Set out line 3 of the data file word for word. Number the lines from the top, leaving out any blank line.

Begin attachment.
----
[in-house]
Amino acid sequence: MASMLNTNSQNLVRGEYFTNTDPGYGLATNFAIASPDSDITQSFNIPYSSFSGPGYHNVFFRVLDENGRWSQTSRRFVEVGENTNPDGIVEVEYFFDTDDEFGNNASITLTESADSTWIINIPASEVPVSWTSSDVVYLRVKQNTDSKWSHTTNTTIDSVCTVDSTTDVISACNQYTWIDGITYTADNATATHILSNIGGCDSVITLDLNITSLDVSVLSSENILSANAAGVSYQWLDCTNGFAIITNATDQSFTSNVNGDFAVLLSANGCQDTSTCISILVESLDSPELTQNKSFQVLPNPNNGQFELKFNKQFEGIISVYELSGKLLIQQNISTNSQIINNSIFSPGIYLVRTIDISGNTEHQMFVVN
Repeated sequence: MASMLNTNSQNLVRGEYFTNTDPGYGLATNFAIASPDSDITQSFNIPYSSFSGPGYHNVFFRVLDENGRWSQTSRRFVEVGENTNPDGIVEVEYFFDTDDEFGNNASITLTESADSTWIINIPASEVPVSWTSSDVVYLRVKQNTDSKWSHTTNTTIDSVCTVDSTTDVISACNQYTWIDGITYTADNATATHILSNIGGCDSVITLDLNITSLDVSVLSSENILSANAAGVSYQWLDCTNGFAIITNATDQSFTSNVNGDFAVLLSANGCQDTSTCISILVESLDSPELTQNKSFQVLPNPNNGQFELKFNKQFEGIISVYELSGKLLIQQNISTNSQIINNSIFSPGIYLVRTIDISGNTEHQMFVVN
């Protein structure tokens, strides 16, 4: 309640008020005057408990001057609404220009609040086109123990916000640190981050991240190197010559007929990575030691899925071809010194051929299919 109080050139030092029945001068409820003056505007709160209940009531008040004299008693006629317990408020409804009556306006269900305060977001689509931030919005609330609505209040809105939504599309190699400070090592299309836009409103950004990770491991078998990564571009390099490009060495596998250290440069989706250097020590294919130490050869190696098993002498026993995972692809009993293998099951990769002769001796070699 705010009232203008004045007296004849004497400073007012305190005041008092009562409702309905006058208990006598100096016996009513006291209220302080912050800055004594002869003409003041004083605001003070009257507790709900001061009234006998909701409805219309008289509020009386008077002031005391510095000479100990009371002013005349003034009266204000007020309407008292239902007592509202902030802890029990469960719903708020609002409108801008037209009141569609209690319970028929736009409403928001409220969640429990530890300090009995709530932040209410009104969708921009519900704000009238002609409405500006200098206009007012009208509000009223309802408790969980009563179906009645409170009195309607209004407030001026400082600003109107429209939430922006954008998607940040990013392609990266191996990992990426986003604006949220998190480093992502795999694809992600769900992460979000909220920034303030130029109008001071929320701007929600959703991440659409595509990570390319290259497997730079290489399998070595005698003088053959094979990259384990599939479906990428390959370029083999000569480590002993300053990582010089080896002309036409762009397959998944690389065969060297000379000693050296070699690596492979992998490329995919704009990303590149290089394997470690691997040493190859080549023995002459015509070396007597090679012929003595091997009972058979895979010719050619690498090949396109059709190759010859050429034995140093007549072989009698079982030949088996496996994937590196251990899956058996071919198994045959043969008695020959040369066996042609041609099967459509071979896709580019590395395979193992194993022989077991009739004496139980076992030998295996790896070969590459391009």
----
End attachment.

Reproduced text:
Repeated sequence: MASMLNTNSQNLVRGEYFTNTDPGYGLATNFAIASPDSDITQSFNIPYSSFSGPGYHNVFFRVLDENGRWSQTSRRFVEVGENTNPDGIVEVEYFFDTDDEFGNNASITLTESADSTWIINIPASEVPVSWTSSDVVYLRVKQNTDSKWSHTTNTTIDSVCTVDSTTDVISACNQYTWIDGITYTADNATATHILSNIGGCDSVITLDLNITSLDVSVLSSENILSANAAGVSYQWLDCTNGFAIITNATDQSFTSNVNGDFAVLLSANGCQDTSTCISILVESLDSPELTQNKSFQVLPNPNNGQFELKFNKQFEGIISVYELSGKLLIQQNISTNSQIINNSIFSPGIYLVRTIDISGNTEHQMFVVN